Pinching between fence and blade

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Forum topic by sawedoff posted 09-18-2013 03:41 PM 1104 views 0 times favorited 9 replies Add to Favorites Watch
View sawedoff's profile


155 posts in 2595 days

09-18-2013 03:41 PM

I am having issues with my PM66 and my lumber being pinched between the fence and blade. It seems that it is pinching in the back as it comes through the saw. The material tends to come away from the fence and toward the blade as it comes out of the blade. Don’t know whether or not that description makes sense.

I have put a digital micrometer and it is pretty much dead nuts on from the blade to fence at both the front and back of the blade. Should I have a little more distance on the back side of the blade?

Also, this tends to be more of an issue when I am crosscutting.

-- still wet behind the ears.....

9 replies so far

View Charlie's profile


1100 posts in 2461 days

#1 posted 09-18-2013 03:46 PM

look for a bow in the fence.

try a featherboard holding the wood to the fence right before it gets to the blade

ALSO have a look at your riving knife alignment. Not sure what that even looks like on a PM66, but mine is moveable and removable (for dados and such). A little sawdust will throw off the alignment. If the riving knife is not directly in line with your kerf, it can pull the piece one way or the other.

View CudaDude's profile


179 posts in 2483 days

#2 posted 09-18-2013 04:59 PM

I’m still wet behind the ears too, but from everything I’ve gathered you shouldn’t be crosscutting with the fence.

-- Gary

View rrww's profile


263 posts in 2288 days

#3 posted 09-18-2013 08:03 PM

A little toe out on the back of the fence won’t hurt. What size lumber are you cross cutting with the fence? For example: you can cut a 12 X 12 square piece of plywood with the fence, but smaller stuff like 1×6’s you should never cross cut with the fence, miter gauge only.

View Loren's profile


10477 posts in 3822 days

#4 posted 09-18-2013 08:10 PM

Check your blade for healing. The blade plate may be
warped too.

The easy fix is to set the fence to be open by 1/32” at the
back. This makes it so you can only use the fence on
one side of the blade though.

View PurpLev's profile


8541 posts in 3823 days

#5 posted 09-18-2013 08:24 PM

Is this occurring on all cuts?

if so, it may be alignment issues:
1. check fence to be straight (warped fence could lead the lumber away from it and pinch the lumber between fence and blade).

if not – it is possible that your lumber contains internal stresses that are opening it up during the cut and it expands away from the fence (normal behavior) – towing your fence out will “solve” that. Also, all of this is assuming your lumber is jointed and straight before the cut – otherwise any bow in the lumber could cause it to be pushed away from the fence as well.

-- ㊍ When in doubt - There is no doubt - Go the safer route.

View Grandpa's profile


3261 posts in 2850 days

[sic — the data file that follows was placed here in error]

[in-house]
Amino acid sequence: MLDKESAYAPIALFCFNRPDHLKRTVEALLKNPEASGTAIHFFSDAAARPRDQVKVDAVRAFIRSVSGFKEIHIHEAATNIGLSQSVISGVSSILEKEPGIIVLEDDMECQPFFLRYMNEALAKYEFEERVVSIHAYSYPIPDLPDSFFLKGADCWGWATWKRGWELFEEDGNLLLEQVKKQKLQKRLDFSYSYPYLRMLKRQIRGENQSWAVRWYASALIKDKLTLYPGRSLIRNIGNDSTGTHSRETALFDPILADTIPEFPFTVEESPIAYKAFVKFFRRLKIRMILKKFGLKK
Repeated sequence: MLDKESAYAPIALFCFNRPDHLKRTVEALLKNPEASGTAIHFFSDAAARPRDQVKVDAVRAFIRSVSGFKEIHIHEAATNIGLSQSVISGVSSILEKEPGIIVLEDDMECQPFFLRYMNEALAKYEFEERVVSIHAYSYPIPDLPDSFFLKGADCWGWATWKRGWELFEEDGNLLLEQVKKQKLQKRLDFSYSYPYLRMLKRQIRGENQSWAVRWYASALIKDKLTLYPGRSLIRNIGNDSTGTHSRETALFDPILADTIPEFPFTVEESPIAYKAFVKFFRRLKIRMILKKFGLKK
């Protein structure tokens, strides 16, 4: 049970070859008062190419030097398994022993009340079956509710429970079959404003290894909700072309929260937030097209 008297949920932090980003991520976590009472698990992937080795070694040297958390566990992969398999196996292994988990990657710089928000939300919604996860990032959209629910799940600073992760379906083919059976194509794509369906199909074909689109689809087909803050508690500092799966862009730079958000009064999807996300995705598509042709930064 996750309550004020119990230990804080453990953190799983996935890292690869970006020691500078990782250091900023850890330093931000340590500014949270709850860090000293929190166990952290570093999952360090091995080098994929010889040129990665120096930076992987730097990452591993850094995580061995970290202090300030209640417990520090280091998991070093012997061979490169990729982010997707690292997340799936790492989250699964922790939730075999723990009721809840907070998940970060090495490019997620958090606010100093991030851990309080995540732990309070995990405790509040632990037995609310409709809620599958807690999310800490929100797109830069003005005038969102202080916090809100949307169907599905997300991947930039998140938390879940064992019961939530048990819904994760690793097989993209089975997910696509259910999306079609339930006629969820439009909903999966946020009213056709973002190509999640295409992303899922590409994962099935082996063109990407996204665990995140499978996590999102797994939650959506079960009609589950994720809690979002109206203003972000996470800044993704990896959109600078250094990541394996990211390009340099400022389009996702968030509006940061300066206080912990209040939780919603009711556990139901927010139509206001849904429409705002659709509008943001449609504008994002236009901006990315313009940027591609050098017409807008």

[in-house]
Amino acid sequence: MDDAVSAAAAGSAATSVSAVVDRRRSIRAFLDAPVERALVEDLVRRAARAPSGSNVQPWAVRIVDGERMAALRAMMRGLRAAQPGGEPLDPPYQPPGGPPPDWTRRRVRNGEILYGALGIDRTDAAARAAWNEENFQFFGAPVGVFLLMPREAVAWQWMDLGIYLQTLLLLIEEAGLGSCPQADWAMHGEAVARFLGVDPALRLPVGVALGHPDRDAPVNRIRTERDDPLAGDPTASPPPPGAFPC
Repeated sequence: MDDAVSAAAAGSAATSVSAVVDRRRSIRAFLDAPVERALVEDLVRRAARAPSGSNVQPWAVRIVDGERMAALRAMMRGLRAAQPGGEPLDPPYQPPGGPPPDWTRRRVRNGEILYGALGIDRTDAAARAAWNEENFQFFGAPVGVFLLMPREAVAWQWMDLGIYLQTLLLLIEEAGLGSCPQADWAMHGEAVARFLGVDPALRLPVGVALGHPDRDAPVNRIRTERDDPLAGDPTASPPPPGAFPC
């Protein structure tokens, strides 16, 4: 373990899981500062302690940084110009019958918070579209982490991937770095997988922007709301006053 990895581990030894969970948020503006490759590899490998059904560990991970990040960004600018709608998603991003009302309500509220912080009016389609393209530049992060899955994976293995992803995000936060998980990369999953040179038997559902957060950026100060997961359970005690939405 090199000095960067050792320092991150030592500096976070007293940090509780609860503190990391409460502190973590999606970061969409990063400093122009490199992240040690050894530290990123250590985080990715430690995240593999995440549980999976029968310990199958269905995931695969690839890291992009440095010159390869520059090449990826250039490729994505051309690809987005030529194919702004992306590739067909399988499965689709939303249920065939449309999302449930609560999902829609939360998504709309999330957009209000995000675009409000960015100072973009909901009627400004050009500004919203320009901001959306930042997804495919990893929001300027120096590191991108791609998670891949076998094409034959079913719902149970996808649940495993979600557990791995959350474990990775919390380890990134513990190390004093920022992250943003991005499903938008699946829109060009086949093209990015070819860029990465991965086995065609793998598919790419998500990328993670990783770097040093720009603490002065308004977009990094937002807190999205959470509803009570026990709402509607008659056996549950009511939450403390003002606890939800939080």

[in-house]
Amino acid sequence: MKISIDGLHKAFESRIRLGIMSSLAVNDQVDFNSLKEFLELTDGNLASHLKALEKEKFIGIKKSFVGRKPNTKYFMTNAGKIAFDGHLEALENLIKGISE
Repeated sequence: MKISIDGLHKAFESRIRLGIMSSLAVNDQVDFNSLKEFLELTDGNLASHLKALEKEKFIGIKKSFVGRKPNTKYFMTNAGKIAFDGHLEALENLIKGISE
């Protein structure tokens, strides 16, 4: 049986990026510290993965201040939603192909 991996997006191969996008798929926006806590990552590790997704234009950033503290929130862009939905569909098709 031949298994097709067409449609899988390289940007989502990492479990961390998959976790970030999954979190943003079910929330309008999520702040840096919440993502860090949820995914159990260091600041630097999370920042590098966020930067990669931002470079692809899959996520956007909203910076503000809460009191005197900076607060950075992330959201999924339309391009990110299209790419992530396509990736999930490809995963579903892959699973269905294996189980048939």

#6 posted 09-18-2013 08:43 PM

Cross cutting problems – check the blade to miter groove for parallel. Then set the fence to the blade. Everything works from the miter gauge groove. Don’t crosscut with the fence unless you have a block clamped to the front edge then clearance behind that. If the cut off piece gets in a bind between the blade and the fence you will …..well let’s say it can come out of there with a lot of gusto.

View pintodeluxe's profile


5783 posts in 2988 days

#7 posted 09-18-2013 09:13 PM

Joint a fresh edge on your lumber and use a featherboard.

-- Willie, Washington "If You Choose Not To Decide, You Still Have Made a Choice" - Rush

View toolie's profile


2146 posts in 2803 days

#8 posted 09-18-2013 11:25 PM

i never set my fence parallel to the blade. i always align the blade to the miter slot i use most and then align the fence to that same miter slot. i do it this way as the one thing on the table top that can’t be adjusted is the miter slot. since i’ve used this process, and the technique in this kickback video, burn marks and pinching are history:

-- there's a solution to every just have to be willing to find it.

View RussellAP's profile


3104 posts in 2461 days

#9 posted 09-19-2013 12:34 AM

Number one, you cross cut with a miter saw, but if you must use a TS use the miter slot, never use a fence on a cross cut unless it’s a pretty hefty slab with a very straight side for the fence. When I have to use a fence for this, I make sure to keep the majority of the wood between the blade and the fence.

That being said, and not knowing your experience level with TS’s, I’d have you do a couple of things first.
One, make sure you have a sharp blade.
Two, if the blade is sharp, then try feeding the wood slower. I’ve seen some people develop bad habits with powertools, one of the most prominent is jamming the wood into the blade. Rather ease it in and let the blade work without pressure. Now some woods like cherry will likely burn if you go slow, but burn marks are easy to sand out.
Also, wax the TS bed, it makes pushing boards easier and less likely to catch on things.
Try that and see if it helps.

-- A positive attitude will take you much further than positive thinking ever will.

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